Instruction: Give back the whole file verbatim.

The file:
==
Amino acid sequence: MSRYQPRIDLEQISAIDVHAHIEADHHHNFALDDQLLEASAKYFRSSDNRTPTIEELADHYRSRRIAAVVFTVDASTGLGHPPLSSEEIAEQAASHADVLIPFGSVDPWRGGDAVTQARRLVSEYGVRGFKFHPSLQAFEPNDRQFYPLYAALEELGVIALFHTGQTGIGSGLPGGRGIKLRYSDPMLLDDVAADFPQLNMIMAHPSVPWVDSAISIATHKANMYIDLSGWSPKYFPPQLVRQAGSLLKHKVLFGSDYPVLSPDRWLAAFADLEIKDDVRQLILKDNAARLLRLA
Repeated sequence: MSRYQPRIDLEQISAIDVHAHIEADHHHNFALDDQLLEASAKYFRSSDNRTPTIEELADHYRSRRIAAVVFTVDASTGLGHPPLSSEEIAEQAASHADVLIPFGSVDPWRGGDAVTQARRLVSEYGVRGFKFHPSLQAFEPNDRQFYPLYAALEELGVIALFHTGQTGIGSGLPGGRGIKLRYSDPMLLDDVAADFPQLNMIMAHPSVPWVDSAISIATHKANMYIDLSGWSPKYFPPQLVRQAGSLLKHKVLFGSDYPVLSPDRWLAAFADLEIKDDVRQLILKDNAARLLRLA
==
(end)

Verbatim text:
Amino acid sequence: MSRYQPRIDLEQISAIDVHAHIEADHHHNFALDDQLLEASAKYFRSSDNRTPTIEELADHYRSRRIAAVVFTVDASTGLGHPPLSSEEIAEQAASHADVLIPFGSVDPWRGGDAVTQARRLVSEYGVRGFKFHPSLQAFEPNDRQFYPLYAALEELGVIALFHTGQTGIGSGLPGGRGIKLRYSDPMLLDDVAADFPQLNMIMAHPSVPWVDSAISIATHKANMYIDLSGWSPKYFPPQLVRQAGSLLKHKVLFGSDYPVLSPDRWLAAFADLEIKDDVRQLILKDNAARLLRLA
Repeated sequence: MSRYQPRIDLEQISAIDVHAHIEADHHHNFALDDQLLEASAKYFRSSDNRTPTIEELADHYRSRRIAAVVFTVDASTGLGHPPLSSEEIAEQAASHADVLIPFGSVDPWRGGDAVTQARRLVSEYGVRGFKFHPSLQAFEPNDRQFYPLYAALEELGVIALFHTGQTGIGSGLPGGRGIKLRYSDPMLLDDVAADFPQLNMIMAHPSVPWVDSAISIATHKANMYIDLSGWSPKYFPPQLVRQAGSLLKHKVLFGSDYPVLSPDRWLAAFADLEIKDDVRQLILKDNAARLLRLA